Scott Anderson

Weekly Roundup – 8/10/13: Kicking up working capital

Last month Citi Commercial Bank did something it’s never done before: Make a loan to a social enterprise.

The loan isn’t a corporate social responsibly vehicle, nor is it a grant. This is a business deal, and one of noteworthy size: US $2 million. The recipient, KickStart International (not to be confused with, the popular crowd funding site) makes and sells human-powered pumps for rural farmers. Almost as importantly, it helps them to identify business opportunities and in turn, develop even more enterprises and profits.

As of June, Kickstart had sold more than 224,000 pumps, and gauged its impact as moving nearly 700,000 people out of poverty and creating about 150,000 enterprises – mainly across Sub-Saharan Africa. With sales of that many pumps, the economic growth has been exponential, as farmers can irrigate their crops throughout the year – boosting yields and profits along the way. (This is why KickStart has a line of pumps called “The MoneyMaker.”)

“KickStart is a social enterprise that weds a purpose-driven mission with a scalable business model, and we are pleased to join the Skoll Foundation to support its growth plans,” Bob Annibale, global director of Citi Microfinance and Community Development said in a press release. Citi Microfinance provided support and oversight for the transaction.

KickStart is a Skoll Fellow, and Skoll is supporting KickStart’s efforts to gain scale by acting as a guarantor on the Citi loan. To me, this makes the financing vehicle all the more interesting, and could set the table for a new flavor of financing: commercial lending, backed by nonprofit foundations. (Full disclosure: The Citi Foundation is a NextBillion Sponsoring Partner).

This announcement comes against the backdrop of a private equity market that is struggling globally. The Emerging Markets Private Equity Association (EMPEA) reported that Africa continues to be a magnet for capital investment, despite an emerging markets sector that continues to see declines. (Globally, 58 private equity funds had raised $10.8 billion from January to June 2013, down 52 percent from the same time in 2012). According to EMPEA:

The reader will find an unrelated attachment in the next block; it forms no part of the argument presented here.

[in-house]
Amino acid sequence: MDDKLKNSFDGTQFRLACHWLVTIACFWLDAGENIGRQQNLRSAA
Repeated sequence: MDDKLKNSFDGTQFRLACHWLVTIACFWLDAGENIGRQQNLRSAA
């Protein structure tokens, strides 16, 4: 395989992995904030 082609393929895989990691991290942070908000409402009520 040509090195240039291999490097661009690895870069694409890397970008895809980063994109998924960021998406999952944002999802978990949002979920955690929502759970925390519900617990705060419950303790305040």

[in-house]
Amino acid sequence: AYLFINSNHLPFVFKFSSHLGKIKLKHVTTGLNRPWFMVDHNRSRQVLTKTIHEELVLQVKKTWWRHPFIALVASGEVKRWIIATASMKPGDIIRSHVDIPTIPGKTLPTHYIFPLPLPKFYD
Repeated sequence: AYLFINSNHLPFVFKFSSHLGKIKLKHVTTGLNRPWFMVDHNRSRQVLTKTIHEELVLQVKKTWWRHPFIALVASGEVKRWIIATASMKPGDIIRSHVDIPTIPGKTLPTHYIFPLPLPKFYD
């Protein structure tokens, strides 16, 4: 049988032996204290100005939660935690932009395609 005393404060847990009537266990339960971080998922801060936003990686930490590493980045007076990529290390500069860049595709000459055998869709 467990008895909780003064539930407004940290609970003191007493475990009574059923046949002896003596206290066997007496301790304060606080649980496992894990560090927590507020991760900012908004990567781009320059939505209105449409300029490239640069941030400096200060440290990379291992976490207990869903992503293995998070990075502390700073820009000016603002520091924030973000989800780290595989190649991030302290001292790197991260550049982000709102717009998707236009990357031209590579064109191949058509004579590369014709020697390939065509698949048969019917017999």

“Sub-Saharan Africa had the largest regional increase in investment activity for the first six months of 2013 after record fundraising in prior periods. Thirty-six deals in the region represented US$850 million in capital, a growth of six percent in the number of deals and 45 percent in capital compared to the same period last year.

The second largest deal for emerging markets in the first half of 2013 took place in Kenya, a US$600 million growth investment in Delonex by Warburg Pincus.”

(Unsurprisingly, Delonex is an oil and gas prospecting project, which somewhat skews these numbers.)

I’ve been searching for deals similar in structure to that of Citi/KickStart, outside of private equity or development banking sectors, but couldn’t find any of comparable size. (If you know of any, please do add it to our comments section).

But creative financing in a difficult fundraising environment is exactly what the doctor ordered. And I’m sure this deal will be watched in the weeks and months to come, and certainly during next month’s Social Capital Markets Conference.

In Case You Missed It … This Week on NextBillion

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Indian Farmers Hate Tomatoes: Why this social enterprise is helping them connect to larger customers

Generic Manufacturers for Reproductive Health: Closing the gap to reaching 120 million more women

Advancing the Low Cost Private School Sector: Shadowing the IDP Rising Schools Program in Ghana

Investing Under the Sea: Shrimp and Sea Cucumber Farms Offer Models for Aquaculture Investments

Re-imagining Farmers as Knowledge Entrepreneurs: Three thought leaders in agricultural innovation on how to reverse harmful trends in food production

‘Frightening Hype’ in Impact Investing and Other Ways to Move the World

A ’Shared Value’ Success Story: How Mercy Corps is helping Tiendas de la Salud micropharmacies scale from 50 to 500 stores in rural Guatemala

Measure for Measure Series: Going Digital with Impact Measurement

The D-Prize Winners: 7 new social enterprises distributing proven poverty solutions

business development